Presentation on theme: "“Effects of Soil Moisture on Methane Oxidation Rates in the Harvard Forest” Presented by Linda Jane Wan."— Presentation transcript:
“Effects of Soil Moisture on Methane Oxidation Rates in the Harvard Forest” Presented by Linda Jane Wan
Table of Contents INTRODUCTION WHAT is CH 4 OXIDATION? WHY it’s IMPORTANT METHODS The Lowdown on the Drydown Broaden Your Horizons RESULTS Impact of H 2 O DISCUSSION Type A vs. Type O SINK or SOURCE? CONCLUSION Global Import of Climate Change
Universal SOIL The Universal SOUL, as it is called, has an interest in the stacking of hay, the foddering of cattle, and the DRAINING of peat-meadows. - Henry David Thoreau SOIL microorganisms =terrestrial biological SINK Because of this effect, we must study the effect of climate in terms of SOIL MOISTURE on processes influencing microbial consumption within horizons In an effort to study these processes, Woods Hole Research Center (WHRC) is conducting a H.F. study of soil moisture on soils of BOTH the A and O horizons, respectively
Tracing CH 4 Greenhouse gas Product of decomposition of matter in swamps. Primarily used for fuel Natural gas=1/5 of total E consumption & 1/3 in U.S.
Rainfall Exclusion Experiment: The DRYDOWN OBJ: Test effects of soil moisture content on Uptake CH 4 samples collected from May to Aug. ‘01: 3 T & 3C T= Drought Plot (n=4); 4m X 4m, covered completely by transparent PVC rooves 1.5 m high C = Control Plot (n=4); ambient plots sans roof on similar, adjacent soil Each plot: 4 PVC collars
Collecting Chamber Samples Weekly manual gas samples from 3 drought (n=4) & 3 ambient plots (n=4); analyzed with Gas Chromatograph (GC) Ambient/soil temp. measured at each collar Needles attached to syringes inserted thru rubber septum to collect 2 10-mL gas samples after affixing each chamber lid) from each collar Net CH 4 flux = non-linear change in concentration of each chamber.
O n the HORIZON 5 soil samples from L, F, H & A horizons All soil horizon replicates incubated for 24 hr, CH 4 levels analyzed on GC at varying intervals L, F, H & A replicates dried at 105 C for 24 hr to determine SWC
Definitions Microbial CH 4 oxidation by soil methanotrophs: CH 4 + 2O 2 CO 2 + 2 H 2 O Soil horizon: layer differentiated based on structure & color.
O n the HORIZON (cont’d) Measured each sample ’ s [CH 4 ] at intervals of.5-10 hr Utilizing linear regression analyses, we ascertained the relationship between weekly means of oxidation rates to soil moisture
OPERATION: GC Separates gas mixtures into component parts 2 certified standards (1050 & 2020 ppb) used for calibration at initiation & end of each incubation to ensure precision CH 4 flux calculated using slope of linear fitting of calibration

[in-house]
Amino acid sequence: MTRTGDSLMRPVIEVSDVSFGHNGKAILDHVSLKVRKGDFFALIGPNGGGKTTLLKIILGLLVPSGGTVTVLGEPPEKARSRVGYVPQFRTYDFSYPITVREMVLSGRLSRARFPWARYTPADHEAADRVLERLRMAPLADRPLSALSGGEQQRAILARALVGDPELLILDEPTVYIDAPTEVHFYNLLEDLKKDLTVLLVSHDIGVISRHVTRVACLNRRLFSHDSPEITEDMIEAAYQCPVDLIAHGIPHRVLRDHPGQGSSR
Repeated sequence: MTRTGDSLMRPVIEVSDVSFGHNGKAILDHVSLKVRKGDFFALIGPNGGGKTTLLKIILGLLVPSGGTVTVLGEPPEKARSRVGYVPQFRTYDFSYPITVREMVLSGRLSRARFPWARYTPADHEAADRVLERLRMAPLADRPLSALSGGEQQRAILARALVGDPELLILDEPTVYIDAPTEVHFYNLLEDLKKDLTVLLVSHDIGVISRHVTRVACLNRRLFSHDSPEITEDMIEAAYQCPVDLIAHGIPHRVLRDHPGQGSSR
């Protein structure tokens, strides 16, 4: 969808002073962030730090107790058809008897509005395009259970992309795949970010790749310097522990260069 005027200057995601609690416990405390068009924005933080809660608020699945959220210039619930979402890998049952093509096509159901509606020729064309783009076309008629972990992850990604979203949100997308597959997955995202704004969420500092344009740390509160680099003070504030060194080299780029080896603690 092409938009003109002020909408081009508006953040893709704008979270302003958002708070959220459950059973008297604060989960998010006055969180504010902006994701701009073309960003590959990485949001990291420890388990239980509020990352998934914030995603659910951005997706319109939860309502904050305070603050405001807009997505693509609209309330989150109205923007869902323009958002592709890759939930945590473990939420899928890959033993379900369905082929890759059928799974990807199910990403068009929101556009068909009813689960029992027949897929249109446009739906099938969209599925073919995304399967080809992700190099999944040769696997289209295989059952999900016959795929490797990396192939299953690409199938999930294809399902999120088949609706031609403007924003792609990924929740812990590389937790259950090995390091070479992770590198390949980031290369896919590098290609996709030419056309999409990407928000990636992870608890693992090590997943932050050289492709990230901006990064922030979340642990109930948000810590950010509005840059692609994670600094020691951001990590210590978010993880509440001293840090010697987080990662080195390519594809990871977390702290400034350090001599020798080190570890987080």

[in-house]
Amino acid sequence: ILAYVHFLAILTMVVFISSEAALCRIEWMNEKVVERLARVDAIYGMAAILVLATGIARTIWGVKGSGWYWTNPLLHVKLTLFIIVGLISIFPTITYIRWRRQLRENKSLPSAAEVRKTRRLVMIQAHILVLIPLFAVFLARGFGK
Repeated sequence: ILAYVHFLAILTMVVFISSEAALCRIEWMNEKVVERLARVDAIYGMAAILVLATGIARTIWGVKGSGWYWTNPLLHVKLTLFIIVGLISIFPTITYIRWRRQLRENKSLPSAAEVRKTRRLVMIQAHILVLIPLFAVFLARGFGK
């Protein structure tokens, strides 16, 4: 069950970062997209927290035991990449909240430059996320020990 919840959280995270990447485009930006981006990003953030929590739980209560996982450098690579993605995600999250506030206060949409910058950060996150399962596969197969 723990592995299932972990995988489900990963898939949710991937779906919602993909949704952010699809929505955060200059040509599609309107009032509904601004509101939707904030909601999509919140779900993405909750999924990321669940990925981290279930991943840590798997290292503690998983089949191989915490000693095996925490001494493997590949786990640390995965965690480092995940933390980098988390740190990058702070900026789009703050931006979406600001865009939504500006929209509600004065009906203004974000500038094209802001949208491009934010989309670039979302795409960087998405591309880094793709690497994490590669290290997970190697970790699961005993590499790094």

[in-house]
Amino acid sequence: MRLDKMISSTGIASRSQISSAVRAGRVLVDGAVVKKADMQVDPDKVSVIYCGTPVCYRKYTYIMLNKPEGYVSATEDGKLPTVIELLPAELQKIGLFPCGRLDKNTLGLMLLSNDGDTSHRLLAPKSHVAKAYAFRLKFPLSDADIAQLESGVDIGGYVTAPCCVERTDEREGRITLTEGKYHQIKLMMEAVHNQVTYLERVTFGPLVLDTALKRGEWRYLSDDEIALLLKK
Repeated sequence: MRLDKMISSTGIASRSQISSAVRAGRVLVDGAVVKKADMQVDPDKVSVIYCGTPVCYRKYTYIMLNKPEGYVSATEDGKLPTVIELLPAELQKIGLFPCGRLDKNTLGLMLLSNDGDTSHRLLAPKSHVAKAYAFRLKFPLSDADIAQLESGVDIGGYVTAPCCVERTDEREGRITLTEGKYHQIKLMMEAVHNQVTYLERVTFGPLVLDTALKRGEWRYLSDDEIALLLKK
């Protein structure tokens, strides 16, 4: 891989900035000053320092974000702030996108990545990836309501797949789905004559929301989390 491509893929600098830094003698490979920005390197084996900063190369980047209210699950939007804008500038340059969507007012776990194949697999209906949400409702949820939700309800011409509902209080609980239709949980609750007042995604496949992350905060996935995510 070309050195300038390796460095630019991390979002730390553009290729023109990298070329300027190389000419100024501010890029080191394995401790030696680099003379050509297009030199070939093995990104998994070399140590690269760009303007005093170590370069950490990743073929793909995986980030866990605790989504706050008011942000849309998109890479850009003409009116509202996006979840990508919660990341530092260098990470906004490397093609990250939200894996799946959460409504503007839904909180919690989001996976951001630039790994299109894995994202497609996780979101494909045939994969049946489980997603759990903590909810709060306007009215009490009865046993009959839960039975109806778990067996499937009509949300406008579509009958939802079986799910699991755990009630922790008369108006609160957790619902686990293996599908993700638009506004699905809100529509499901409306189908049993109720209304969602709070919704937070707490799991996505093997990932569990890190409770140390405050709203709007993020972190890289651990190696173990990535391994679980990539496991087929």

Wet, Wet, Wet! The surface of the ground in the Maine woods is everywhere spongy and saturated with MOISTURE. Henry David Thoreau To better assess how future climatic changes will alter the terrestrial methane sink, we need to examine processes influencing CH 4 flux under field conditions. Changes in CH 4 consumption by watered soils paralleled those in soil moisture.
Soil H 2 O Content Weekly averages of CH4 oxidation:
SINK or SOURCE Methanotrophs: active in A, yet inactive in O horizon. Demonstrates differences in CH 4 diffusivity rates of horizons. Soils=NET SINK, hi rates of CH 4 consumption due to > gas diffusivity & well-drained, porous soils for > gas exchange
Living Earth The earth is not a mere fragment of dead history, stratum upon stratum like the leaves of a book, to be studied by geologists and antiquaries chiefly, but living poetry like the leaves of a tree, which precede flowers and fruit,—not a fossil earth, but a LIVING EARTH; compared with whose great central life all animal and vegetable life is merely parasitic. -Henry David Thoreau H.F. soils exhibit very strong uptake, caused by a unique soil texture, propitious for > gas diffusivity-- > uptake. H 2 O content affects CH 4 oxidation thru gas diffusivity Soil moisture significantly affects CH 4 consumption. In such temperate forests as the H.F., soil moisture = the determining factor in regulating oxidation rates.
Acknowledgements As I disembark from this summer experience, in addition to all my Harvard Forest friends & fellow colleagues, I would like to thank my fellow researchers and colleagues at Woods Hole Research Center, Kathleen E. Savage, Werner Borken, and Eric A. Davidson for all their time, efforts, and much appreciated support!